spondiogenys group

  • F. c. Africana from Morocco to the northwestern area of Tunisia and northern Libya found in 1850
  • F. c. spondiogenys from Eastern Tunisia and northwestern parts of Libya found in 1841 also known as the Atlas chaffinch

canariensis group

  • F. c.canariensis from the central Canary Islands of La Gomera and Tenerife and Gran Canaria found in 1817.
  • F. c. bakeri from the central Canary Islands of Gran Canaria found in 2018.
  • F. c. maderensis from Madeira found in 1888 also called Madeiran chaffinch
  • F. c. moreletti from the Azores found in 1859
  • F. c. ombriosa from El Hierro, Canary Islands found in 1913
  • F. c. palmae from La Palma, Canary Islands found in 1889 also called La Palma chaffinch

Life Span

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The common chaffinch can live up to 12 years. This is a very common bird species and is widespread. However, this can be vulnerable to herbicides and pesticides that can be found in seeds. Their main predators are domestic cats.

It is estimated that there are 130 to 240 million breeding pairs of common chaffinch in Europe. When the population of chaffinches in Asia is included, there are an estimated 530 to 1400 million birds. There is no serious decline in the population of this species, and thus it is classified under the least concern by the International Union for Conservation of Nature.

The chaffinch is usually caged as songbirds. In Britain, trapping of wild birds was prohibited by the Wild Birds Protection Acts of 1880 to 1896.


Chaffinches breed for the first time when they are just a year old. They are monogamous and will bond yearly. The date of breeding will depend on the temperature during spring and is usually early in the southwest parts of Europe and later the northeast. Most clutches in Britain are laid between the late weeks of April to the middle of June. The male attracts a female using a song.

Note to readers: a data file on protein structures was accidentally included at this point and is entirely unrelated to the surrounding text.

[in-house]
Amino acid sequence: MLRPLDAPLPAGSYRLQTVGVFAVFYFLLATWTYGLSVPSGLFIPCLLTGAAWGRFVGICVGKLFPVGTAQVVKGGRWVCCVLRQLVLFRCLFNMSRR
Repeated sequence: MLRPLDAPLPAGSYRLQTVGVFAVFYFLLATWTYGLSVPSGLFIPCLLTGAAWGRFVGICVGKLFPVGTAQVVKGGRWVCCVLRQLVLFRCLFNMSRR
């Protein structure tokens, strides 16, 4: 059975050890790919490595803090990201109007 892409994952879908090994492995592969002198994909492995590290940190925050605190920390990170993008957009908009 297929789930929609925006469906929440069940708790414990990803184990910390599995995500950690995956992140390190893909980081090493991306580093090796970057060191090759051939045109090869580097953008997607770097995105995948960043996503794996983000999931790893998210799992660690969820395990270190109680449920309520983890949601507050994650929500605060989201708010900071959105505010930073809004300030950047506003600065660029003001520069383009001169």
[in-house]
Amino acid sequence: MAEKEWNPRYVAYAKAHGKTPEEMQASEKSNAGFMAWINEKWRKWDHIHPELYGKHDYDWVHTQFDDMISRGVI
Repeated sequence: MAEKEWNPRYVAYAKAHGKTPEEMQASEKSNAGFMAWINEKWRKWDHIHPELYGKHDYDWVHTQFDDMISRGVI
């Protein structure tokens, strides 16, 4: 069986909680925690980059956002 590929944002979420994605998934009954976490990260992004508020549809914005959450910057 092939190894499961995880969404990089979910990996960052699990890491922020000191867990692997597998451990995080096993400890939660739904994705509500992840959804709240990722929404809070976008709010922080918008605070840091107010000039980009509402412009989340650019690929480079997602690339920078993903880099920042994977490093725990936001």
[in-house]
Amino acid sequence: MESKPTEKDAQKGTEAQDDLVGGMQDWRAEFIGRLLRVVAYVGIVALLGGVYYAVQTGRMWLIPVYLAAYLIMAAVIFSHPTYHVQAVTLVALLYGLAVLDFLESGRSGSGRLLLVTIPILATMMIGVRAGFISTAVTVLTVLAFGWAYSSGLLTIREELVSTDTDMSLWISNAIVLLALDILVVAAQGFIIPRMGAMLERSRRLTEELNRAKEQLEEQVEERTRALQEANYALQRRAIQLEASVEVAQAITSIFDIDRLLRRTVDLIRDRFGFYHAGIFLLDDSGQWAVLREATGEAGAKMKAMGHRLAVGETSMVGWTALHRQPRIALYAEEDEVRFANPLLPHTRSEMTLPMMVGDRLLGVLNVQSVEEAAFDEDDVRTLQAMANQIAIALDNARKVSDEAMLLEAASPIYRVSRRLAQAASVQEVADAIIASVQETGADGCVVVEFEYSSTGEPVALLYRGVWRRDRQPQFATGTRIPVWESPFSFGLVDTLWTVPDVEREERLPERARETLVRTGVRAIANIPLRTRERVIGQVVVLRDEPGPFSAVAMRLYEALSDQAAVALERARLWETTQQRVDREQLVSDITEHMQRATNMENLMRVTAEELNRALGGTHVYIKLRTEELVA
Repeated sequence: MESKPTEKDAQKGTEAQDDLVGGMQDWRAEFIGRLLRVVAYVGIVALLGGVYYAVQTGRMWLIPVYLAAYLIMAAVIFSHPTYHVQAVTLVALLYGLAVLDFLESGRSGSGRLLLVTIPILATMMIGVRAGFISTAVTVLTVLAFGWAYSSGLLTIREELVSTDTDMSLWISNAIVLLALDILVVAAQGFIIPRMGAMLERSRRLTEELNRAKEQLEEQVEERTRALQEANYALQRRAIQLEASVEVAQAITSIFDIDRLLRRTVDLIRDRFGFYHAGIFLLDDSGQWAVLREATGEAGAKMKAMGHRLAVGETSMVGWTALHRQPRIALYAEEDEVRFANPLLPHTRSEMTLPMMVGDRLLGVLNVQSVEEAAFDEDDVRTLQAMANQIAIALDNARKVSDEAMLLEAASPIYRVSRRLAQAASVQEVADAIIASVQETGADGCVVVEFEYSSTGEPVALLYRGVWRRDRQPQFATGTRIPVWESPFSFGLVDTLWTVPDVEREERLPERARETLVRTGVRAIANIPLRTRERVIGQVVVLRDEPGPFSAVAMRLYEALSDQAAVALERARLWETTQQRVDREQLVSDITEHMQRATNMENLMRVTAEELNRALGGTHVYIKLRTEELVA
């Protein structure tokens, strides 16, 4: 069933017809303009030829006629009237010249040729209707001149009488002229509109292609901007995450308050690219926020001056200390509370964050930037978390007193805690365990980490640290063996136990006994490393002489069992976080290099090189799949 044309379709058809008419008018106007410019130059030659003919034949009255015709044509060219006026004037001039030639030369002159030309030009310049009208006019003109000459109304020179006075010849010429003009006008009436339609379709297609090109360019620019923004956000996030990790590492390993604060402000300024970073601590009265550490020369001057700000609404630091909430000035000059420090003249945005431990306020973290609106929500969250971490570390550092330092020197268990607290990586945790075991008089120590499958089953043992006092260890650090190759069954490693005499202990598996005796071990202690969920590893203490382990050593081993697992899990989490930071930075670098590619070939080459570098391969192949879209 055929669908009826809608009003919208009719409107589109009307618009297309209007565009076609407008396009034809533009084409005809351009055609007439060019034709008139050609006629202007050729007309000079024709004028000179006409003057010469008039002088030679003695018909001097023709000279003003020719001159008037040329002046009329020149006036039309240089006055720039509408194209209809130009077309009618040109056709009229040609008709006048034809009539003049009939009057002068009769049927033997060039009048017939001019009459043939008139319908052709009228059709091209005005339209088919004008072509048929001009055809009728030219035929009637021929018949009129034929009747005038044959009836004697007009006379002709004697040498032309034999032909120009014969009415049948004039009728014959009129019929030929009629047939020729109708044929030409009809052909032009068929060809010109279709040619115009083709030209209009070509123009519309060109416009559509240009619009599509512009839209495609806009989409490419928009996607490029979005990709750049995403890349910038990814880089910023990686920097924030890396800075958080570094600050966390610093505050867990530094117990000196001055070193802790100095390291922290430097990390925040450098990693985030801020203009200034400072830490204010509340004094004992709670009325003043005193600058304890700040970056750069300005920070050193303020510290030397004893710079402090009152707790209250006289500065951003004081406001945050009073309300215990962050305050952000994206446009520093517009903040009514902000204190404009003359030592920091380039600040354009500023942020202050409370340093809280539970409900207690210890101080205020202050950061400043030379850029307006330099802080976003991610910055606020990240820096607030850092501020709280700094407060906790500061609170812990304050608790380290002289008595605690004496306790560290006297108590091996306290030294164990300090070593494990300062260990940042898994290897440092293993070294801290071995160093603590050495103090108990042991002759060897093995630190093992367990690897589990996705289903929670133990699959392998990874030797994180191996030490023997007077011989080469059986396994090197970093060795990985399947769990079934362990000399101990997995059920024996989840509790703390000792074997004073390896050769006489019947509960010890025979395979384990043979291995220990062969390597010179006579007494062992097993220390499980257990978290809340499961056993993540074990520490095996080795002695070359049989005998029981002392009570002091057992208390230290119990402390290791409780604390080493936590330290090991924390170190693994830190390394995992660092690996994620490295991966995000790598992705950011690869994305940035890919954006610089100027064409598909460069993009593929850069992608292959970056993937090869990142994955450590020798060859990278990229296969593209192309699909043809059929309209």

Common chaffinch nests are constructed by the female and are found in the forks of bushes or trees meters above a tree. The nest is deep and is lined with roots and feathers. The outside is waterproof because of the female lines this with lichen and smooth spider silk.

The chaffinch female lays 4 to 5 eggs. The eggs are smooth and slightly shiny but may have slight variations in color. The color ranges from pale blue-green to light red with brown and purple spots and sometimes streaks of color. Eggs are about 19 mm x 15 mm and weigh 2.2 grams. The mother incubates her eggs for 10 to 16 days. The eggs are incubated only by the female.

The chaffinch chicks hatch naked, and eyes closed. These chicks are fed by the mother and father, but the female is the only one who broods around the chicks for about three weeks. The parents may start another brood, but they will do so in another nest.

Juveniles will soon experience their first molt after five weeks. Their furry heads and bodies will soon be replaced by feathers. And after the breeding season, the mother and father birds will undergo an annual molt that involves all the bird’s feathers. This will last ten weeks.


Common chaffinches feed in huge groups during winter. This allows them to take seeds to different gardens and farm areas. During the breeding season, the bird is very territorial. They feed on the ground and may eat together with sparrows and Fringillidae.

The bird may walk on the ground with short yet fast steps. They can also hop and fly from tree to tree. Common chaffinches may be resident in some areas or are migratory according to the range. Birds that are found in northern habitats usually migrate south during winter.

The territory is headed in January by the oldest male birds. Meanwhile, the young birds create their territories in February or a bit later. Young males may move from tree to tree and may come to the ground to feed.

The common chaffinch will return to the same territory year after year, and the males are aggressive and will chase away any intruders and even other larger birds. Females will arrive at the territory come March, and the partners remain together for six weeks before they breed.

The male chaffinch will perform courtship behavior, but the female may sometimes be aggressive. But despite this, the two feed on the ground together.

In-flight, the chaffinch performs an undulating movement. It will hover to the air before they fly. As they alight, they display their white patches on the wings and tails.